But as far as the Imago of Nixon, in the kid brain, that's the missing link, I think.

Tuesday, August 18, 2009

_P-QUEUE_ 6, Described

Well, I got and read my copy of P-Queue, issue 6. Andrew Rippeon does such great work with this journal – both with the editorial selections and with the production. It’s a really beautifully designed and printed little book. I think that’s why this is the first time I’ve ever seen something of mine in print and been happy with it.

But there is other good stuff in there, e.g.:

- figetoglyphs
- talking body parts
- word grids
- ovidian torture poetry
- a poem written on a typewriter (really!)

- a beautiful lyric sequence by Rob Halpern:

To make the other sky this
Sky being a thing we’ve failed
To do having survived our own

Survival of the one failing sky
The dead this time will bury
Themselves & their graves

- a beautiful & politically uneasy lyric sequence by Stephen Collis:

The overwhelming need to do something
Is this poem helping at all
Brick after brick the
Wall of contracts rising between us

- A terrific and graphically adventurous sequence by Juliette Lee – reflecting on nationhood, (in)visibility, selves:

The “nation” as a furtive
heterogeneity we want
to read as flat

And it casts back
an arbitrary stasis of

[imagine that last side-by-side, about twenty spaces apart]

- Perhaps the most ambitious piece - for the editor and writer/artist - is the reproduction of a letterpress book/imagetext by Emily McVarish, called The Square (Granary Books). The original is 10 ½ x 8 3/8” – but in the journal, it’s more like 3 x 2 ½ - with the text reproduced underneath. Sometimes the printing in the original is so light as to be invisible – which is a shame, b/c on the pages where you can match the text in the original to the text below it, you really see how McVarish is using space and graphic placement to full effect.

- Oh – and all the back issues have sold out. To order, send twelve dollar to:

c/o Andrew Rippeon
306 Clemens Hall
English Department
SUNY Buffalo
Buffalo, NY 14260 USA

Monday, August 17, 2009

Blog Lit?

One of the earliest posts to this blog raised the (to me) disturbing possibility of the future existence of a book called The Collected Blog Posts of Joseph Harrington. Well, that frightening prospect is not as outlandish as it may first appear. Aside from the obvious growth of blogzines in recent years, there is the additional possibility for blog books. There are already examples of books that originally appeared as/on blogs - from Caleb Crain's The Wreck of the Henry Clay to Michael Magee's My Angie Dickinson.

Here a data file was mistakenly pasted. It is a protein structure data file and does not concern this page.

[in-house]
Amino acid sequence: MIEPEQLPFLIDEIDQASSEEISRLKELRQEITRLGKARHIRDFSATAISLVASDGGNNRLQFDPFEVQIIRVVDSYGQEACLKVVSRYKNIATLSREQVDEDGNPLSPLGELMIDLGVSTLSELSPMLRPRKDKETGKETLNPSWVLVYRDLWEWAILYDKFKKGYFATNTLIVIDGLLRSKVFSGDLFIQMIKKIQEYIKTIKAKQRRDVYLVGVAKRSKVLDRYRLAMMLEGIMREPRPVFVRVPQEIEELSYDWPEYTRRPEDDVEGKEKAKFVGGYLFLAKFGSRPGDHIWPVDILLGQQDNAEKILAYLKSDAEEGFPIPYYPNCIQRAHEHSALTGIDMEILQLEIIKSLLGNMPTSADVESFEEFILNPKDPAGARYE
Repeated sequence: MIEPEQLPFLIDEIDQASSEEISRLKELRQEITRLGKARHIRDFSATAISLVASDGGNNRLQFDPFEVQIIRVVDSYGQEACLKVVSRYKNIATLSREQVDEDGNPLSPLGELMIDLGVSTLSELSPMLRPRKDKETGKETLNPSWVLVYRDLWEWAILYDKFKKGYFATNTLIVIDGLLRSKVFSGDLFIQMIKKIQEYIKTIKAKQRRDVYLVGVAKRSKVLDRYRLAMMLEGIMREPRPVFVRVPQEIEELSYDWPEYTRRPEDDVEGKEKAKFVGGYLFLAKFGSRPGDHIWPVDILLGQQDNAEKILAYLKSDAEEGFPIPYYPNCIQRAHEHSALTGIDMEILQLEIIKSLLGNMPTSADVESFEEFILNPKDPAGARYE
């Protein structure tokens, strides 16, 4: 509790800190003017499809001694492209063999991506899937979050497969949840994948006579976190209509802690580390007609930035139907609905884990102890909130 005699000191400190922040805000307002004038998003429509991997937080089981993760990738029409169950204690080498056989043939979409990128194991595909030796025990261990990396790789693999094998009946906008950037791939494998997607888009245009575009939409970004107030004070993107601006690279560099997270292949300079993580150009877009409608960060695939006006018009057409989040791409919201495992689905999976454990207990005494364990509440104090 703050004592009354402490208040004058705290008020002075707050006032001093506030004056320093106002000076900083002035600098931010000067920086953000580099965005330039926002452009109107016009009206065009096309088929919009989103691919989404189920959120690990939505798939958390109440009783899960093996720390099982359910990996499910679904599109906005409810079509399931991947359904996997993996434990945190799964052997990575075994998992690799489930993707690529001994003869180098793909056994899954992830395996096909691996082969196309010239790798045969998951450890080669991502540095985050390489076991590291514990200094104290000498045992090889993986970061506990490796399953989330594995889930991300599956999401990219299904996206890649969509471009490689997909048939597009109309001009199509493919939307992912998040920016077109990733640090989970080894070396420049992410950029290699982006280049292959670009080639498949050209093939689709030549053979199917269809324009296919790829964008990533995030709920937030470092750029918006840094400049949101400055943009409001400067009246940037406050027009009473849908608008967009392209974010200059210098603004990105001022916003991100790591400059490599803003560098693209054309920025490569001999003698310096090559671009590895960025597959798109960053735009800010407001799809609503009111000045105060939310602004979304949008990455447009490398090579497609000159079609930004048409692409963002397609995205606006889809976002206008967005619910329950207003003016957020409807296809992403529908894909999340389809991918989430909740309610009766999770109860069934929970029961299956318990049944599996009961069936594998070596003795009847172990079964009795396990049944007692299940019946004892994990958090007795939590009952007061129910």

But how many books have made use of the blog form itself - the reverse chronology, informal voice, comments, links, etc.? There's Susan Schultz' Dementia Blog, but beyond that, I come up short. I mean, sure, it's a new medium, but c'mon! How many new writers are born every minute? It's a geometrical curve, for sure, that's all I know.

This issue is of importance to me for two reasons. First, this blog is mostly about blogs. And literature. So, finding a latter that uses the former as an organizing principle is an exciting prospect. Two, I'm trying to advise an MFA student who is writing an MFA thesis en forme du blog. What should she read??

So, dear reader: Where is the BlogPo? Or Blog lit, writ large? Give me titles - or leads - anything!

Thank you for your attention.

Friday, August 14, 2009

On Literary (and Political) Consensus

“I have written of a cult of ‘American consensus’ that rose up among the punditocracy [in the 1940s and 50s] . . . their fervent imagining . . . that America was united and at peace and would forever be, if only ‘extremists’ stopped stirring up the pot. And I have written about the kind of intellectual self-repression it took to believe this . . . America is divided and will always be. It is not too much to suggest that the rages that accompanied the crumbling of this myth of consensus, as the furies of the 1960s advanced, would not have been so rageful – would not have been so literally murderous – had the false rhetoric of American unity not been so glibly enforced in the years that preceded it: that some of the 1960s anger and violence was a return of what America had repressed.”

- Perlstein, Rick. Nixonland. NY: Scribner, 2008. 747.